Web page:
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Son of Eagle Rock’s Chamber of Commerce President Among the Suspects Arrested in Eagle Rock Brush Fire ‘Intentionally Set’ near Homeless Encampment

[dropcap size=big]T[/dropcap]wo men, 25-year-old Bryan A. Araujocabrera of Pacoima and 25-year-old Daniel M. Nogueira of Eagle Rock, were arrested in Eagle Rock on Saturday, August 31, six days after the Eagle Rock brush fire that started just after 4 PM on Sunday, August 25. The two men were booked on suspicion of attempted murder, Office Mike Lopez with LAPD said in a written statement.

KTLA reported that Araujocabrera’s bail was set at $1.116 million, and Nogueira’s bail was set at $1 million. Nogueira, who is the son of the President of Eagle Rock Chamber of Commerce Michael Nogueira, posted bond and was released on Sunday, September 1.

Investigators believe that the fire was intentionally set after a verbal altercation between someone inside a blue pickup truck and occupants of a homeless encampment near the Glendale Freeway. An investigation by the LAFD Arson/Counter-Terrorism Section (LAFD ACTS) revealed the fire to be intentional and targeting the members of the encampment.

Daniel Michael Nogueira (DOB: 2/23/94) of Eagle Rock.
Daniel Michael Nogueira (DOB: 2/23/94) of Eagle Rock.
Bryan Antonio Araujo-Cabrera DOB: (6/13/94)  of Pacoima.
Bryan Antonio Araujo-Cabrera of Pacoima.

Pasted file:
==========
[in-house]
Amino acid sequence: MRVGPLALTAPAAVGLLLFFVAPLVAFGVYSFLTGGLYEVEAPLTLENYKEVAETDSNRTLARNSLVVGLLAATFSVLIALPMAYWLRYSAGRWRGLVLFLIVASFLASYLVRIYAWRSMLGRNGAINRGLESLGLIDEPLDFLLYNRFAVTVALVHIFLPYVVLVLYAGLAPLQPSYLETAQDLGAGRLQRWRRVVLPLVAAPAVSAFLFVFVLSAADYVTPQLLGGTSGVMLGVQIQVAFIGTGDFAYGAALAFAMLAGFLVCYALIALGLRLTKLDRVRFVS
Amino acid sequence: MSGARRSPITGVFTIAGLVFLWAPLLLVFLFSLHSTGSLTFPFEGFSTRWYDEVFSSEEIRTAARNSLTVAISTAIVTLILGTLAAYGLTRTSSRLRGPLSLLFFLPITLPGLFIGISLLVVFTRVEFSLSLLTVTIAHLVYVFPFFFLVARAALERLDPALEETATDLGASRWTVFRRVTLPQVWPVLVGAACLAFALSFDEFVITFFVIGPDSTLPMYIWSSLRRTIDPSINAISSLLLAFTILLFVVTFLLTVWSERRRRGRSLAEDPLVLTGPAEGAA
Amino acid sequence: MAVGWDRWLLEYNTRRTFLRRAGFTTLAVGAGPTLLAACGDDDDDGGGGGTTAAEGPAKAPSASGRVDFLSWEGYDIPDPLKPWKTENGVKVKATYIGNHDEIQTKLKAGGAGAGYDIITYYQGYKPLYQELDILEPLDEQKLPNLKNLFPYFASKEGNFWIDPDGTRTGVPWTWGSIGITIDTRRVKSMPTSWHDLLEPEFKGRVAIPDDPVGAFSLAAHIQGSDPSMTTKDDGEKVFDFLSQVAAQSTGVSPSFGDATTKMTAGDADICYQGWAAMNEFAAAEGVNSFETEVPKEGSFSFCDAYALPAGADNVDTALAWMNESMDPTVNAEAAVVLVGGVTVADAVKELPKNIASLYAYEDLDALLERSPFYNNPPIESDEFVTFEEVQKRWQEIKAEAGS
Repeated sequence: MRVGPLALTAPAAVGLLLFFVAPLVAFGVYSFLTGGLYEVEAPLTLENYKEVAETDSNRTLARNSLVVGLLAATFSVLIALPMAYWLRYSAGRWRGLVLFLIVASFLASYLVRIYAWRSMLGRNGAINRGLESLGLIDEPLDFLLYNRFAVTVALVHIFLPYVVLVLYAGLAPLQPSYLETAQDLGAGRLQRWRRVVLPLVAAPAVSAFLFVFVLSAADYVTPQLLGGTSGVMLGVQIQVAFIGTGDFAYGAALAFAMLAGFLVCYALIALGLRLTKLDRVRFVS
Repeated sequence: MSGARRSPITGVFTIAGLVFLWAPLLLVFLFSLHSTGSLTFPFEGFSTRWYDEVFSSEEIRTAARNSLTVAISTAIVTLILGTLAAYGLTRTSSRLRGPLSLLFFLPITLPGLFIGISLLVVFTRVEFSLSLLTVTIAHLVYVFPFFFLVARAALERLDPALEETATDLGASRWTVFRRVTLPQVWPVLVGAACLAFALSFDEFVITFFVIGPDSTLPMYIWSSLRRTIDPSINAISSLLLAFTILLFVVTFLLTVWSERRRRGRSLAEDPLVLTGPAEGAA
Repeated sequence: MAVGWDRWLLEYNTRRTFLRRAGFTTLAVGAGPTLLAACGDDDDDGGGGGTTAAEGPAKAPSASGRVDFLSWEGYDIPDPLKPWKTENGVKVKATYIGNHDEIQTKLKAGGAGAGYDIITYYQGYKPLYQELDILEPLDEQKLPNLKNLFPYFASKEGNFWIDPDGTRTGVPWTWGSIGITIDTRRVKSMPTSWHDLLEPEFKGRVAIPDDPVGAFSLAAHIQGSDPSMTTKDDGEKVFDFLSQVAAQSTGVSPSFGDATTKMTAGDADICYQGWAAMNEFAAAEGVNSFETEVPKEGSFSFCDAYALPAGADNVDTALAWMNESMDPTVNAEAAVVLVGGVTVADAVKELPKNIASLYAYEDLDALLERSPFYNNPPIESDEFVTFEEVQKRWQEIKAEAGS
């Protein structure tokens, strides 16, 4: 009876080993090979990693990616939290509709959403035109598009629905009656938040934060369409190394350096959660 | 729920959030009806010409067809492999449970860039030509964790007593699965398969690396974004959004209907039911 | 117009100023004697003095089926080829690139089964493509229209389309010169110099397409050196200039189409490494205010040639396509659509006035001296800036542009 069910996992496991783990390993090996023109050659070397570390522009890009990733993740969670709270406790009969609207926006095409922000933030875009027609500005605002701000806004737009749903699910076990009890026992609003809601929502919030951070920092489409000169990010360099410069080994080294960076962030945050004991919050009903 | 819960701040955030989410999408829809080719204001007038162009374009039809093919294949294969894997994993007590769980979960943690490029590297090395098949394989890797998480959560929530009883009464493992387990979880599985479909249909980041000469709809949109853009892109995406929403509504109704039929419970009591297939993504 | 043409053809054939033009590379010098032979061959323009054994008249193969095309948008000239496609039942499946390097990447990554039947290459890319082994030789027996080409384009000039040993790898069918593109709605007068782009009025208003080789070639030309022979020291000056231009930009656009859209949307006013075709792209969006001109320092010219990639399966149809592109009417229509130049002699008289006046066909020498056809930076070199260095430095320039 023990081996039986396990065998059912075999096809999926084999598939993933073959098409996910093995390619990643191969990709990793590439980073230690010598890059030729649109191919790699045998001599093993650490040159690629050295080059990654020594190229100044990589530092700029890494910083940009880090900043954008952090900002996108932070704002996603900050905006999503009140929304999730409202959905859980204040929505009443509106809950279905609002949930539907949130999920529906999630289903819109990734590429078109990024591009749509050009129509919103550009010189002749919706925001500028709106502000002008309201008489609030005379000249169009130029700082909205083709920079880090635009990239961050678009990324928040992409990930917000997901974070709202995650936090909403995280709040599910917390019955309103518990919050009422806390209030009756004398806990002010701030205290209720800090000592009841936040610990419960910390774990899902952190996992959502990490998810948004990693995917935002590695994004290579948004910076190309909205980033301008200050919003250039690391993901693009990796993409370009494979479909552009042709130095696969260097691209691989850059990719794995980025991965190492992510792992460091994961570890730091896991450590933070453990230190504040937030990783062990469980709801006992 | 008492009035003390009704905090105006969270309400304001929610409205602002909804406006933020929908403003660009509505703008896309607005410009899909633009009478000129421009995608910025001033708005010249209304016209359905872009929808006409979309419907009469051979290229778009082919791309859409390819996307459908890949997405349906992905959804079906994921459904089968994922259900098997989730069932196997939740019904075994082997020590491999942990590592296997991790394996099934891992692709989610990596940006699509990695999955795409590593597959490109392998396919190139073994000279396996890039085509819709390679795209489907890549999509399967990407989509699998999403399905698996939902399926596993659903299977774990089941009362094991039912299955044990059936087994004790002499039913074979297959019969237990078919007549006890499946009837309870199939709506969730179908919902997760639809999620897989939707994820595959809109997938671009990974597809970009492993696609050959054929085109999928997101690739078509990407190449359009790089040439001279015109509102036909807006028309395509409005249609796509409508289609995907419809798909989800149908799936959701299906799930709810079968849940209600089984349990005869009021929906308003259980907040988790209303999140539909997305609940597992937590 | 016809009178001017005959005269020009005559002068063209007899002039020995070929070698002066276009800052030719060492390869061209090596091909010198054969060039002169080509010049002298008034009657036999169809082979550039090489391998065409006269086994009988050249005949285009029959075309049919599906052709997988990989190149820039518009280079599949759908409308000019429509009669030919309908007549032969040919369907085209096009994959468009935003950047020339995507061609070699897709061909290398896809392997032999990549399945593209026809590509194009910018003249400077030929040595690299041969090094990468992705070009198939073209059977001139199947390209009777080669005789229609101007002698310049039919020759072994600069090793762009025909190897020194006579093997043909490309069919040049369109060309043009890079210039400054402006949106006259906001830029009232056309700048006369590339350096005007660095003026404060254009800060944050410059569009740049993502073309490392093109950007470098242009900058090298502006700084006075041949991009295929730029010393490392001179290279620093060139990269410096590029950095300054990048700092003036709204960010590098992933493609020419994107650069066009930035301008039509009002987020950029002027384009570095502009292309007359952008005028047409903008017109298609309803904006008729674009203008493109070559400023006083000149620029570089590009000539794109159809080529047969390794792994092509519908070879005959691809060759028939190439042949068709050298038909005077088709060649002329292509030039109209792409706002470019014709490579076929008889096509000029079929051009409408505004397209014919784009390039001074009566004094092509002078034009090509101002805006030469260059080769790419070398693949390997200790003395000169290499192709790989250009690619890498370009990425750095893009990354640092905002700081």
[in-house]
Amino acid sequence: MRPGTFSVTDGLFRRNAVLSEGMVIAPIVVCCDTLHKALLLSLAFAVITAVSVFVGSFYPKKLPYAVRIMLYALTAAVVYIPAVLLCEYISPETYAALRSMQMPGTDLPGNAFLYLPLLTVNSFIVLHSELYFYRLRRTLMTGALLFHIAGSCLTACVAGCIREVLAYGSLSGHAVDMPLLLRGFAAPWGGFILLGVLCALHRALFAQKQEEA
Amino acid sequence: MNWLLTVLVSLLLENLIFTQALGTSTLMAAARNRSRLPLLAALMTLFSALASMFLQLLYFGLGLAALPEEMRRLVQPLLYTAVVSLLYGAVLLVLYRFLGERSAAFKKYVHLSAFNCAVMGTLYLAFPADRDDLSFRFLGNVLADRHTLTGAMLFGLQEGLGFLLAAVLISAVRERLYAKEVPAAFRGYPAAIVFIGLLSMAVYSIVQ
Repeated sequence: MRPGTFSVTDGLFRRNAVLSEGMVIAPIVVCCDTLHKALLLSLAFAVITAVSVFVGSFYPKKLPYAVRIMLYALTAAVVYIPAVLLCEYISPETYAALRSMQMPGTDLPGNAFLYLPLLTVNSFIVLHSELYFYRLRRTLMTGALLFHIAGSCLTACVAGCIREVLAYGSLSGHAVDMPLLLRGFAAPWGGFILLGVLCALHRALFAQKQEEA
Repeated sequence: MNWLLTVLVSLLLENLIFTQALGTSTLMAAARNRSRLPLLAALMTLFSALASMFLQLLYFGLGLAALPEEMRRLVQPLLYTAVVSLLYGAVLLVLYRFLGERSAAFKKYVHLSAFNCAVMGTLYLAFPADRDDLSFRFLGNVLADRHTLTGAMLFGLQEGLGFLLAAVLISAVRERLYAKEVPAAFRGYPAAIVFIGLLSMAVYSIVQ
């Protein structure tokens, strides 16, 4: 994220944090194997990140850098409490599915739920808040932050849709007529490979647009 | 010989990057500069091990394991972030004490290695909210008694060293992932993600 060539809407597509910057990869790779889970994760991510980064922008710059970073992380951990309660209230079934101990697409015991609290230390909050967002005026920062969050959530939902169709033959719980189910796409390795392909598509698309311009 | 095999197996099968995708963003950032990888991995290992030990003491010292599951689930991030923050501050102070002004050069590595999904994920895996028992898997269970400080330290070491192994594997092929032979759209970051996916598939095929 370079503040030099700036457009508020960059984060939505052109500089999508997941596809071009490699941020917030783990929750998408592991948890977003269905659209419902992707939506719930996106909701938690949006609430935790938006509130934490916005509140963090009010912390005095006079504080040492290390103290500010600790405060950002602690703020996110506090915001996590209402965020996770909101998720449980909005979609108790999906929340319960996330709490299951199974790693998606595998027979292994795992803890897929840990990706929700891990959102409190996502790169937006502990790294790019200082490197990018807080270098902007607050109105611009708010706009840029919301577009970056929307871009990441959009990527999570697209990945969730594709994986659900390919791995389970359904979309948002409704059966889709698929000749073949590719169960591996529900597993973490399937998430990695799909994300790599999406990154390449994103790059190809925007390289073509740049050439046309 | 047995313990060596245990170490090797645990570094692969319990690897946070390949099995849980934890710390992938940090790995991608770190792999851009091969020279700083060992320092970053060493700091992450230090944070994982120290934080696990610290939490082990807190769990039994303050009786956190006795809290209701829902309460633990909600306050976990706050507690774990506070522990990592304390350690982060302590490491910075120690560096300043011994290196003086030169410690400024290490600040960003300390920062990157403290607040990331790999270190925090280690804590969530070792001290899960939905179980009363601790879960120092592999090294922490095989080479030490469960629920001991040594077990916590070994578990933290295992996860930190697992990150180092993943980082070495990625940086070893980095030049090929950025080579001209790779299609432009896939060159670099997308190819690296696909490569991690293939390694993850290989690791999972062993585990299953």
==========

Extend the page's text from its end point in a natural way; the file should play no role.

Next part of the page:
The fire spread to 45 acres over two days and involved over 300 firefighters by land and air, according to a report by the LAFD. While no civilians are reported to be injured, nor buildings destroyed, one firefighter did sustain a non-life threatening injury, and many were forced to evacuate the area.

Annie Choi, owner of Found Coffee, was working the day of the fire, but by the time the news of the fire reached her, the shop was nearly closed for the day. She said she saw smoke from her vantage point and noticed that traffic was backed up for hours. “We had a private event after hours and it took some of the guests 1.5-2 hours to get to the shop,” Choi told L.A. Taco over email.

It is not clear how members of the encampment were able to get to safety. This brings to attention emergency preparedness as it relates to the homeless population. Gary Painter is the director of social policy at the USC Sol Price Center for Social Innovation, as well as the director of the Homelessness Policy Research Institute. “What do we have to do in the short term is to help people move off the streets in a safe way, and also you really have to be thinking about how you can help people in the long term to make sure that people can be rehoused,” Painter told the Taco.

“Violence against those experiencing homelessness is emboldened by toxic language at all levels in our city. From Nextdoor forums to proposed legislation coming out of City Hall, compassion has turned to hostility. Damaging words are being shared online and off that further distance the unhoused from the housed. We call on our elected leaders to put an end to this fatal rhetoric before it claims more lives.”